Doctoral Thesis: Fairness in Budget-Constrained Decision-Making


Event Speaker: 

Michiel Bakker

Event Location: 

via Zoom, see details below

Event Date/Time: 

Tuesday, August 11, 2020 - 10:15am


The last five years have seen a vast increase in academic and popular interest in "fair" machine learning. But while the community has made significant progress towards developing algorithmic interventions to mitigate unfairness, research has focused predominantly on static classification settings. Real-world algorithmic decision-making, however, increasingly happens in more dynamic settings. In this thesis, we will study fairness in some of these settings.

The first part focuses on mitigating unfairness in settings in which decision-makers can choose to spend part of a limited budget on acquiring more information for individuals. For example, a doctor who is unsure about a diagnosis can first decide to conduct additional tests before making a final decision. Studying fairness in this budget-constrained decision-making setting, also called active feature-value acquisition, is important not only because of its applicability to a wide range of domains but also because it offers a novel perspective on how fairness can be defined and improved. We will propose three methods for achieving fairness in this setting that provide guarantees at the level of a population subgroup or at the level of an individual. The second part of the thesis studies a real-world budget-constrained application of algorithmic decision-making. We detect bias in statistical models that are currently deployed to support the distribution of social programs among millions of households in the developing world. To mitigate this bias, while accounting for the complex multi-stakeholder decision-making process, we propose a domain-specific decision support tool. Finally, in the last part of this thesis, we study cooperation in network games with spatio-temporal complexities using multi-agent reinforcement learning. While most of the literature focuses on interventions at the agent level, we will investigate how environmental interventions can promote cooperation between agents and create more equitable outcomes.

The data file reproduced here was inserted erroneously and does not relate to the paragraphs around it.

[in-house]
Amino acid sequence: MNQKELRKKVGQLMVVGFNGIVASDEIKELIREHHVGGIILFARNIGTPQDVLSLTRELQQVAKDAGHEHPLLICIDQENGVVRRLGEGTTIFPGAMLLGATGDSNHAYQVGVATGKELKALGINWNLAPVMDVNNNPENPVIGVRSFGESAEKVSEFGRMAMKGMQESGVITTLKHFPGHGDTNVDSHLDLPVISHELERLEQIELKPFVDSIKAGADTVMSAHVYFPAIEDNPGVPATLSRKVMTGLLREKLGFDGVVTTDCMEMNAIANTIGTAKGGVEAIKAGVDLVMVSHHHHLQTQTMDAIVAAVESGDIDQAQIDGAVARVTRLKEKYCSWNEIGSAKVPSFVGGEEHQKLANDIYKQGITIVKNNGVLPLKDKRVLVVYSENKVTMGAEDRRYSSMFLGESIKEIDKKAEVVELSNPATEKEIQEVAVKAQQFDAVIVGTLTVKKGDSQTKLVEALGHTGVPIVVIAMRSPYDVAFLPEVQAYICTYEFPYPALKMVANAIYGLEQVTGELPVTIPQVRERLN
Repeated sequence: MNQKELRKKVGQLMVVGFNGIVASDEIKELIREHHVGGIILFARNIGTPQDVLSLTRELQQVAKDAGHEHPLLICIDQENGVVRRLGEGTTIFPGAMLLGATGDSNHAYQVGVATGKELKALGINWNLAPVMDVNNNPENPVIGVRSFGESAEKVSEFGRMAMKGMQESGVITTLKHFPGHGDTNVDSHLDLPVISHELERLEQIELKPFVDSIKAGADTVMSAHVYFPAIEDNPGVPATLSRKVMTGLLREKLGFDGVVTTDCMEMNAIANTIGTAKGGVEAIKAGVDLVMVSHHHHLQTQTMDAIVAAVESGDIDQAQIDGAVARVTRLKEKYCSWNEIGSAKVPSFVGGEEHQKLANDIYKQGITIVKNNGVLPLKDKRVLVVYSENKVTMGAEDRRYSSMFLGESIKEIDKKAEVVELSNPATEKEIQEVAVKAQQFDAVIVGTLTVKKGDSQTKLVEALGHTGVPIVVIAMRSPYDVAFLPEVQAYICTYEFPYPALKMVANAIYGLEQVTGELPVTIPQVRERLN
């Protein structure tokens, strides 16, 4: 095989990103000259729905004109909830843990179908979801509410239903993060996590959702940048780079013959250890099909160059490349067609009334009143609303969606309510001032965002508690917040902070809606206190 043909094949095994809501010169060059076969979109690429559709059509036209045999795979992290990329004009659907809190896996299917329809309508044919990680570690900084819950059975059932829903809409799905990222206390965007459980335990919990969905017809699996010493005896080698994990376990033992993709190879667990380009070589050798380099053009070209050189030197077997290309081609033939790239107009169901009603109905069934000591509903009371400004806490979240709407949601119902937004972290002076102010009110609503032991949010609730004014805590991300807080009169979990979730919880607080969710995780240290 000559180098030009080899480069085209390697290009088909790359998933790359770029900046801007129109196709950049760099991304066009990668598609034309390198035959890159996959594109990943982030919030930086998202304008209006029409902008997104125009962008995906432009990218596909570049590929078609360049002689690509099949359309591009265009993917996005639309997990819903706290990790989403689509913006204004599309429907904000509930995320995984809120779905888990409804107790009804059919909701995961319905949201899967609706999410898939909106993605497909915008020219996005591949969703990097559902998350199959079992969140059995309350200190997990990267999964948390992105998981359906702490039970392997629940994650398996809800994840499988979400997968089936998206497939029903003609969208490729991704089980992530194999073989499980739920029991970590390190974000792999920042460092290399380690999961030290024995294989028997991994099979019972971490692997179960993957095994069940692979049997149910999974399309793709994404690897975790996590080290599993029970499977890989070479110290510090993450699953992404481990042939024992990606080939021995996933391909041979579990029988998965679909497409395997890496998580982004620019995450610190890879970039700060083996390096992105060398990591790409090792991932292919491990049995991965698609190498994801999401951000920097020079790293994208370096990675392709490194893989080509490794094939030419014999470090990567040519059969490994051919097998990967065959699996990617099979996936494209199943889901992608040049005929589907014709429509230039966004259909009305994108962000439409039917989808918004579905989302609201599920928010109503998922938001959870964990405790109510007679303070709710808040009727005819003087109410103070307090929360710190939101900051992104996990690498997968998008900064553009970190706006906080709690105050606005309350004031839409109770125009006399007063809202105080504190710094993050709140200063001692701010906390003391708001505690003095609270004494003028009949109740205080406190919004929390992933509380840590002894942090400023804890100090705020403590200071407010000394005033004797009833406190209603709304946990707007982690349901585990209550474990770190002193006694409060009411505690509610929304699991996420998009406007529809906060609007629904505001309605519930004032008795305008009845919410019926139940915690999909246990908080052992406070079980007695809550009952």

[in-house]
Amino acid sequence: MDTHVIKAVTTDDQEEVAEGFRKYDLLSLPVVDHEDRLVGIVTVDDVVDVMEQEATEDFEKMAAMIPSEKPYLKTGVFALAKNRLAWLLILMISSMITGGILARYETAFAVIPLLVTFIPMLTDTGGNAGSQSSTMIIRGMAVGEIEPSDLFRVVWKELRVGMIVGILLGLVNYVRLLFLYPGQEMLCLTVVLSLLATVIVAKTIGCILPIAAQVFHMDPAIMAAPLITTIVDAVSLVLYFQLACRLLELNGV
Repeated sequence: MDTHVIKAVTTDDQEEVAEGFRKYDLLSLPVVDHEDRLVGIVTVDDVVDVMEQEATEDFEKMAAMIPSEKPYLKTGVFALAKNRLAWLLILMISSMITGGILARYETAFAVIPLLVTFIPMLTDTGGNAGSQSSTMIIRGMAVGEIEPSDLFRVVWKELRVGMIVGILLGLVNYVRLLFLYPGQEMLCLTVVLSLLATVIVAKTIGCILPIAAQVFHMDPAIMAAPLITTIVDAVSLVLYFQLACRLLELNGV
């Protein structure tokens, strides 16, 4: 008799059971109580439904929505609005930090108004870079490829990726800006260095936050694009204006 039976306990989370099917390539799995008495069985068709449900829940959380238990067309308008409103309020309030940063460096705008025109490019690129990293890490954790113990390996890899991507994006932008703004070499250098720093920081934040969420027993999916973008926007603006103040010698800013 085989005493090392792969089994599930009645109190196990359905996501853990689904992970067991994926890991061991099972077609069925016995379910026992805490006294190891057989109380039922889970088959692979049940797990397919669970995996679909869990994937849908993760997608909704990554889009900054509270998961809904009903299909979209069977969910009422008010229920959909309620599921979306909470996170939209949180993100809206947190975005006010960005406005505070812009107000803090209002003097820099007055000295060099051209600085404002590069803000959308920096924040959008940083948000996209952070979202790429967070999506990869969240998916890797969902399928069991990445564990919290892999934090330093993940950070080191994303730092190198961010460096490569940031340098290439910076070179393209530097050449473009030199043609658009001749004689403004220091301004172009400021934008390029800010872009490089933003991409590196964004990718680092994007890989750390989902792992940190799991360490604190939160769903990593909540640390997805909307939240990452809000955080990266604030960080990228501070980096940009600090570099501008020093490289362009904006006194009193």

Thesis Supervisor: Prof. Alex Pentland (MIT Media Lab)

To attend this defense, please contact the doctoral candidate at bakker at mit dot edu